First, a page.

While Bob Dole is known for his decades as a senator on Capitol Hill and his presidential bid in 1996, he was also a decorated World War II veteran and helped establish a memorial to that war’s veterans on the National Mall.
“We have raised this memorial to commemorate the service and sacrifice of an entire generation,” exclaimed Dole during the memorial’s dedication in 2004.
On Monday, the flags in front of the memorial rippled through the breeze at half-staff, to honor the man who helped build the memorial.
Establishing the National World War II Memorial has been described as Dole’s final mission.
“He led the fundraising campaign, one of the largest fundraising campaigns in history, raising almost $200 million so that memorial could take its proper place,” said Holly Rotondi, director of the Friends of the National World War II Memorial.
Dole became the national chairman of the World War II Memorial Campaign in 1997, then served as a chairman member of the Friends of the World War II Memorial Honorary Committee.
“It was the recognition that he felt the World War II generation deserved,” Rotondi told WTOP.
“A Vietnam Veterans Memorial was added to the National Mall; a Korean War Veterans Memorial was added to the National Mall, and there was still no World War II Memorial,” Rotondi said — “I think for him, there needed to be a national recognition of what that generation gave to this country and to the world.”
Army 2nd Lt. Dole served in the famous Tenth Mountain Division in Italy. A Kansas native, he often joked about his lack of experience on mountains before the war, claiming to only have seen one before Italy.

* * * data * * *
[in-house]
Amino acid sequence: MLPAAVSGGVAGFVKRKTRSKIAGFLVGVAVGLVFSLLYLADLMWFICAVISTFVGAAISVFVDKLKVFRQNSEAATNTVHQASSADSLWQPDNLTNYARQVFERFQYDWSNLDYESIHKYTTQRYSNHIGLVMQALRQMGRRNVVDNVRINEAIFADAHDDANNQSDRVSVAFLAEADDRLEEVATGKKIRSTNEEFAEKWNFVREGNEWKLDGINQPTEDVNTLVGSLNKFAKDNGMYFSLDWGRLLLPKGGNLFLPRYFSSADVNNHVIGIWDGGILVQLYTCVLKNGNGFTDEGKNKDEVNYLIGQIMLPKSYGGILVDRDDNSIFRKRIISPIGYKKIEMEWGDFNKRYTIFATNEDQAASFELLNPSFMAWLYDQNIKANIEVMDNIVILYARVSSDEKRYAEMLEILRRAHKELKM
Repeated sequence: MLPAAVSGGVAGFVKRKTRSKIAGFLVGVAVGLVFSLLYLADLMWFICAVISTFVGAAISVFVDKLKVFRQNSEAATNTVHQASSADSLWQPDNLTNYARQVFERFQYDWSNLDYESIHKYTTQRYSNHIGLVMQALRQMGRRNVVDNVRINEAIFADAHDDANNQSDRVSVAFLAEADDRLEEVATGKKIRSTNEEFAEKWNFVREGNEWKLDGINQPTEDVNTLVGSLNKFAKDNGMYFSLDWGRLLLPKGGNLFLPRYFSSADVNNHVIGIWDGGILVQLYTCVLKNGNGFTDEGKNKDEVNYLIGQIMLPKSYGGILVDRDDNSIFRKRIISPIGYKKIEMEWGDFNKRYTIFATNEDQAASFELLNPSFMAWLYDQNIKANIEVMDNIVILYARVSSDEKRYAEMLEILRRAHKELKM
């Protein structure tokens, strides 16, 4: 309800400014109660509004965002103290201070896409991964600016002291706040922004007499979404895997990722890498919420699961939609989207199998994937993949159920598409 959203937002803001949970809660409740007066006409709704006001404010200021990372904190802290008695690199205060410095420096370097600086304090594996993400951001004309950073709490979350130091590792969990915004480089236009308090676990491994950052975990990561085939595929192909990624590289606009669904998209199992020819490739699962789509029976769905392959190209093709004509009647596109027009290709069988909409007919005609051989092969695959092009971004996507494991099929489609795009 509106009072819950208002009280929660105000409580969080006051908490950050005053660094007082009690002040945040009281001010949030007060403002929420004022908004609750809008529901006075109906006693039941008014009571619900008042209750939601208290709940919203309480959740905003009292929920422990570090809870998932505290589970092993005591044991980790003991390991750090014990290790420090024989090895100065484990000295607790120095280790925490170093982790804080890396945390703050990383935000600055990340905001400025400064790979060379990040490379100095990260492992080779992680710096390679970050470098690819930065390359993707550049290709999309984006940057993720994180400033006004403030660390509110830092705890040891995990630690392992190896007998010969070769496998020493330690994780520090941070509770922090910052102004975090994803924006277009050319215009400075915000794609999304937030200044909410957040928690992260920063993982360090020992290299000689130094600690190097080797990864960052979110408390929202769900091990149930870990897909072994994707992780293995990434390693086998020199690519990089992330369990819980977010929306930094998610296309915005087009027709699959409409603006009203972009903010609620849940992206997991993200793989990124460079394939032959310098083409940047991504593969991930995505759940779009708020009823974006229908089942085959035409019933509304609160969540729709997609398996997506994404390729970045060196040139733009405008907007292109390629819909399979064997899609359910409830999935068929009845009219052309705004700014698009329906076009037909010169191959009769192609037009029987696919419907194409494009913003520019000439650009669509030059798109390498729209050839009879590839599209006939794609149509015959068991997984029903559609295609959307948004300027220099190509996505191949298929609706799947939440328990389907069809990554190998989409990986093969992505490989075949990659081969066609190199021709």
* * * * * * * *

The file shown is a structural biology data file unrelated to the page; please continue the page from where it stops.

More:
In 1945, he was leading an assault against a German machine gun nest near Bologna when enemy fire tore through his spine and right arm.
He nearly died, and spent three years enduring multiple operations and painful physical therapy.
“He was so badly injured, they never thought he would walk again. But he was determined and he had the support of his community, who raised money for him to have the experimental surgeries that he needed,” Rotondi said.
He never gained back the function of his right hand.
His connection to the memorial did not end when it was completed in 2004. During the weekends he could often be seen at the southern entrance to the memorial.
“He would spend hours and hours every Saturday going down to the memorial and greeting each World War II veteran who came to that memorial, individually. He had that quality where he saw people. He truly saw people and he cared about people,” Rotondi said.
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